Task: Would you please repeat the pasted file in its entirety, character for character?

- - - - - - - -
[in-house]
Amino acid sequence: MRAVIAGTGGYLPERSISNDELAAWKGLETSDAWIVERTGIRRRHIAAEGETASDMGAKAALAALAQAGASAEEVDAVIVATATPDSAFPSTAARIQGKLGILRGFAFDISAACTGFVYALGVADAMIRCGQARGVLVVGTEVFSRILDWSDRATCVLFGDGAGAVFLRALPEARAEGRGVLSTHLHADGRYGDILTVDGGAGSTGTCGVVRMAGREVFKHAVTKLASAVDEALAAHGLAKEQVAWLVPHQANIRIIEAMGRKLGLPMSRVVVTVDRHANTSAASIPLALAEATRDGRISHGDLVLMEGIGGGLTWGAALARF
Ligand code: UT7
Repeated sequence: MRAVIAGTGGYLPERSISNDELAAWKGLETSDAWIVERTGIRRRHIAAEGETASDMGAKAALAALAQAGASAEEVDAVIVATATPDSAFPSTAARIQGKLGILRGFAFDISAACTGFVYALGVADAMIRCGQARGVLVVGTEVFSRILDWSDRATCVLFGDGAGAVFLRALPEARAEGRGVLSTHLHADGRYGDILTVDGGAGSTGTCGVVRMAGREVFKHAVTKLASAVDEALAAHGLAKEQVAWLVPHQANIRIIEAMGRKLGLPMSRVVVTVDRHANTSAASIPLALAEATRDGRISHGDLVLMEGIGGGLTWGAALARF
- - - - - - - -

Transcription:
[in-house]
Amino acid sequence: MRAVIAGTGGYLPERSISNDELAAWKGLETSDAWIVERTGIRRRHIAAEGETASDMGAKAALAALAQAGASAEEVDAVIVATATPDSAFPSTAARIQGKLGILRGFAFDISAACTGFVYALGVADAMIRCGQARGVLVVGTEVFSRILDWSDRATCVLFGDGAGAVFLRALPEARAEGRGVLSTHLHADGRYGDILTVDGGAGSTGTCGVVRMAGREVFKHAVTKLASAVDEALAAHGLAKEQVAWLVPHQANIRIIEAMGRKLGLPMSRVVVTVDRHANTSAASIPLALAEATRDGRISHGDLVLMEGIGGGLTWGAALARF
Ligand code: UT7
Repeated sequence: MRAVIAGTGGYLPERSISNDELAAWKGLETSDAWIVERTGIRRRHIAAEGETASDMGAKAALAALAQAGASAEEVDAVIVATATPDSAFPSTAARIQGKLGILRGFAFDISAACTGFVYALGVADAMIRCGQARGVLVVGTEVFSRILDWSDRATCVLFGDGAGAVFLRALPEARAEGRGVLSTHLHADGRYGDILTVDGGAGSTGTCGVVRMAGREVFKHAVTKLASAVDEALAAHGLAKEQVAWLVPHQANIRIIEAMGRKLGLPMSRVVVTVDRHANTSAASIPLALAEATRDGRISHGDLVLMEGIGGGLTWGAALARF